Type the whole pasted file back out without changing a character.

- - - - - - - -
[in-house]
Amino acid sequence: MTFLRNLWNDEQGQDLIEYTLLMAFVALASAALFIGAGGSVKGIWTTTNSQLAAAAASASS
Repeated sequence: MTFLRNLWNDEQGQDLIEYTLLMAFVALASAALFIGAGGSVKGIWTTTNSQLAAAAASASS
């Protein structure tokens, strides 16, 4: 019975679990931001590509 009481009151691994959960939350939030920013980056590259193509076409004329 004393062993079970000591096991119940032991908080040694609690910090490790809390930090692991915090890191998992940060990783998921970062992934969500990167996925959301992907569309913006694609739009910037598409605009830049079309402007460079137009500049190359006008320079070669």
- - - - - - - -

[in-house]
Amino acid sequence: MTFLRNLWNDEQGQDLIEYTLLMAFVALASAALFIGAGGSVKGIWTTTNSQLAAAAASASS
Repeated sequence: MTFLRNLWNDEQGQDLIEYTLLMAFVALASAALFIGAGGSVKGIWTTTNSQLAAAAASASS
């Protein structure tokens, strides 16, 4: 019975679990931001590509 009481009151691994959960939350939030920013980056590259193509076409004329 004393062993079970000591096991119940032991908080040694609690910090490790809390930090692991915090890191998992940060990783998921970062992934969500990167996925959301992907569309913006694609739009910037598409605009830049079309402007460079137009500049190359006008320079070669």